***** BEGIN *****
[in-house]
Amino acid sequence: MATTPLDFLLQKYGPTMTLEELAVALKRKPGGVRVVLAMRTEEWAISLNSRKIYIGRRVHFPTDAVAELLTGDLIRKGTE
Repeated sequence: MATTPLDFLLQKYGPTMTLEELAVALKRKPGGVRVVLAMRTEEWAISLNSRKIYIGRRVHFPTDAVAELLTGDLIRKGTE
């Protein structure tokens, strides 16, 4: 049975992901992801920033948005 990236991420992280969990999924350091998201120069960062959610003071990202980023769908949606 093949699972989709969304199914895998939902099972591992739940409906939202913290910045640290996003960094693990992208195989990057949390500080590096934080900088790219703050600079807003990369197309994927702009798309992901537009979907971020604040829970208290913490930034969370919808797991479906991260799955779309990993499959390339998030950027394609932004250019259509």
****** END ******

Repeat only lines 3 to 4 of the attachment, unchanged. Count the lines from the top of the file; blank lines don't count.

Repeated sequence: MATTPLDFLLQKYGPTMTLEELAVALKRKPGGVRVVLAMRTEEWAISLNSRKIYIGRRVHFPTDAVAELLTGDLIRKGTE
């Protein structure tokens, strides 16, 4: 049975992901992801920033948005 990236991420992280969990999924350091998201120069960062959610003071990202980023769908949606 093949699972989709969304199914895998939902099972591992739940409906939202913290910045640290996003960094693990992208195989990057949390500080590096934080900088790219703050600079807003990369197309994927702009798309992901537009979907971020604040829970208290913490930034969370919808797991479906991260799955779309990993499959390339998030950027394609932004250019259509």